“What’s Your Training Template?”
One of the emails I always seem to get is from people asking me, “What’s your training template?”.
This is a difficult question for me to answer because I believe it is impossible to have a set template that works for every individual. I realize that having a template helps to make things more automated but in reality, we can train a monkey to put exercises into an excel sheet but we cannot teach that same monkey to understand the needs of the individual and tailor the training program to meet those needs.
Rather than attempting to force the athlete into a set template or system I’d prefer to fit the template or system to the athlete, ensuring that they get what they need. I talked about some concepts of “giving the body what it needs” in an old blog article, Classifications of Massage, and my friend and colleague Mark McLaughlin talked about “giving the body what it needs” in training with his recent blog post article Advanced Training Methods For High School Athletes.
I talked about some of my ideas with regard to how I think about training program design during my practical lecture on the Strength in Motion Seminar DVD set. One of the things I talked about was trying to select exercises last and instead first thinking about and considering what I wanted to get from the individual physiologically. This allows me to choose the appropriate methods, set up the training week, and then, finally, I can select my exercises (based on the athletes needs, limitations, and abilities). Thus, things don’t ever seem to end up as a template where I always do the same thing with every person. Different people may have very different training programs depending on what they are training for and where they are in the training process.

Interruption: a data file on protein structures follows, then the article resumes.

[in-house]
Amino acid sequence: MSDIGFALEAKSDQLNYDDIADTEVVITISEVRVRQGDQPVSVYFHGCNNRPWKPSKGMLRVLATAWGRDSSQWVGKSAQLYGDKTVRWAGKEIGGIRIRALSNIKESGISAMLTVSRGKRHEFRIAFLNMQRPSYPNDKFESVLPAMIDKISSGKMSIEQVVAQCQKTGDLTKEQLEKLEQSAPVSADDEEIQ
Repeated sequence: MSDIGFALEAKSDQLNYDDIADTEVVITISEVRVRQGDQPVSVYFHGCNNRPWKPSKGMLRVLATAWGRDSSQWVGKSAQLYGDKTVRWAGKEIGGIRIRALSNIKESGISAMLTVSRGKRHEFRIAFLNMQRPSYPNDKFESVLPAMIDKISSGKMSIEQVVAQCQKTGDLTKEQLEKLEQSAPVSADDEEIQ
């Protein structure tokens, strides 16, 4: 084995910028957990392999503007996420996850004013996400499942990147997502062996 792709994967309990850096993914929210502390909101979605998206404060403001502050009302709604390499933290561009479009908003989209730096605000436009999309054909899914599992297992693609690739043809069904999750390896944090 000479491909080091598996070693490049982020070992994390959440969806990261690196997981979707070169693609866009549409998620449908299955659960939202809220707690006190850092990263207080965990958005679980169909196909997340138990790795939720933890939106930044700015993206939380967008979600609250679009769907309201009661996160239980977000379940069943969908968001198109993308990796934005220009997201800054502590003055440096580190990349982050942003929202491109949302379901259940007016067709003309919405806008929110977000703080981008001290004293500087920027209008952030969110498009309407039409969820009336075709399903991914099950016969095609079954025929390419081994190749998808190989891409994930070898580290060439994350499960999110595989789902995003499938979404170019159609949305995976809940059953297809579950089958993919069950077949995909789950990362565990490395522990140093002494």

Some rules that I do live by when thinking about training programs:
1. Think about what you want to achieve with the program from a physiological standpoint, choose the training methods that meet those goals, and then select the exercises that make the most sense for the individual.
2. Follow days of higher intensity and higher stress with days of lower intensity and lower stress to allow the body ample time to recover and adapt.
3. Enhance Requisite Competencies and don’t assume that just because an athlete is “elite” or at the highest level that these qualities are already developed (you’d be surprised!).
4. Enhance overall general fitness before developing specific fitness.
By sticking too these simple rules you can then create individualized programs and create training themes for each day and then pencil in the appropriate training methods for each athlete that represent said training theme ensuring that the athletes get what they need rather than trying to fit them to a strict template or system that may be appropriate for one athlete and not so appropriate for another.